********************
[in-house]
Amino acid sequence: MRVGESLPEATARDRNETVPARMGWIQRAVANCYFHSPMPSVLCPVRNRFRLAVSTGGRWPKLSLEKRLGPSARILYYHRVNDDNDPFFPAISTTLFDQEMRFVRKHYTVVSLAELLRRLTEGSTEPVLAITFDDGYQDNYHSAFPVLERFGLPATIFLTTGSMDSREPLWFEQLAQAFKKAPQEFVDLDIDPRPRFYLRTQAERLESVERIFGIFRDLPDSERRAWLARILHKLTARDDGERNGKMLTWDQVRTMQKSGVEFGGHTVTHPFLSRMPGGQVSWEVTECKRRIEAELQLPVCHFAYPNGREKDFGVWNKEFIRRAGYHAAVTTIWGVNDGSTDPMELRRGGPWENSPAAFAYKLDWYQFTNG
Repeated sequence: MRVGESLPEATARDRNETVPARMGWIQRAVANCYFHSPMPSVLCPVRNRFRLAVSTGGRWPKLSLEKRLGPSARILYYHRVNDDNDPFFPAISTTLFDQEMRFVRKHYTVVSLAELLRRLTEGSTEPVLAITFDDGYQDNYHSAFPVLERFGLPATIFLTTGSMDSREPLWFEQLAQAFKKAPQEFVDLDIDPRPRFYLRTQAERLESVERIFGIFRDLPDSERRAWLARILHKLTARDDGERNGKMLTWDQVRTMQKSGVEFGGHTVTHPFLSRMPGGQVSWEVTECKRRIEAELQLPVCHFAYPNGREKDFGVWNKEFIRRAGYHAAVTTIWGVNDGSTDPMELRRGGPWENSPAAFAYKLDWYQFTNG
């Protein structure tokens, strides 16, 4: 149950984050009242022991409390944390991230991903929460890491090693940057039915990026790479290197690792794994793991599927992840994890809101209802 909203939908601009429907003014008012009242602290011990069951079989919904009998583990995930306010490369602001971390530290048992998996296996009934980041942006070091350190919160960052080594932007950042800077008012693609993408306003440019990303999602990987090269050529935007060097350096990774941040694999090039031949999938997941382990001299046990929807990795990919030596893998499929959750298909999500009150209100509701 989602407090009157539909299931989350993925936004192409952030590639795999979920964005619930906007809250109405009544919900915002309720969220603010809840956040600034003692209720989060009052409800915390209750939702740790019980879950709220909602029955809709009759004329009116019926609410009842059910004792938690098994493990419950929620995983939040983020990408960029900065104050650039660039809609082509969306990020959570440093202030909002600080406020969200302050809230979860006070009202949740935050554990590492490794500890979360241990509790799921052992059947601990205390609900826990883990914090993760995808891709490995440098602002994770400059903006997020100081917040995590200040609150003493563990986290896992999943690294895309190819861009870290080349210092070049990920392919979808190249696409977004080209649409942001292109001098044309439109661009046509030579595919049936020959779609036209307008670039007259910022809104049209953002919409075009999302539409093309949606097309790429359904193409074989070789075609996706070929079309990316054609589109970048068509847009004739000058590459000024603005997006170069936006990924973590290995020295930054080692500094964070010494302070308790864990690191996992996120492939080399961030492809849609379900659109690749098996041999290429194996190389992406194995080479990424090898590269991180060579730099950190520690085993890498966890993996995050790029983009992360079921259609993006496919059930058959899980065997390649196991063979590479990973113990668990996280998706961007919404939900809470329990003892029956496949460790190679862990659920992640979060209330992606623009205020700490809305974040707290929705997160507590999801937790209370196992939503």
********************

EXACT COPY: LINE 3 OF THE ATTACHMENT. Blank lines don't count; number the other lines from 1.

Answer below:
Repeated sequence: MRVGESLPEATARDRNETVPARMGWIQRAVANCYFHSPMPSVLCPVRNRFRLAVSTGGRWPKLSLEKRLGPSARILYYHRVNDDNDPFFPAISTTLFDQEMRFVRKHYTVVSLAELLRRLTEGSTEPVLAITFDDGYQDNYHSAFPVLERFGLPATIFLTTGSMDSREPLWFEQLAQAFKKAPQEFVDLDIDPRPRFYLRTQAERLESVERIFGIFRDLPDSERRAWLARILHKLTARDDGERNGKMLTWDQVRTMQKSGVEFGGHTVTHPFLSRMPGGQVSWEVTECKRRIEAELQLPVCHFAYPNGREKDFGVWNKEFIRRAGYHAAVTTIWGVNDGSTDPMELRRGGPWENSPAAFAYKLDWYQFTNG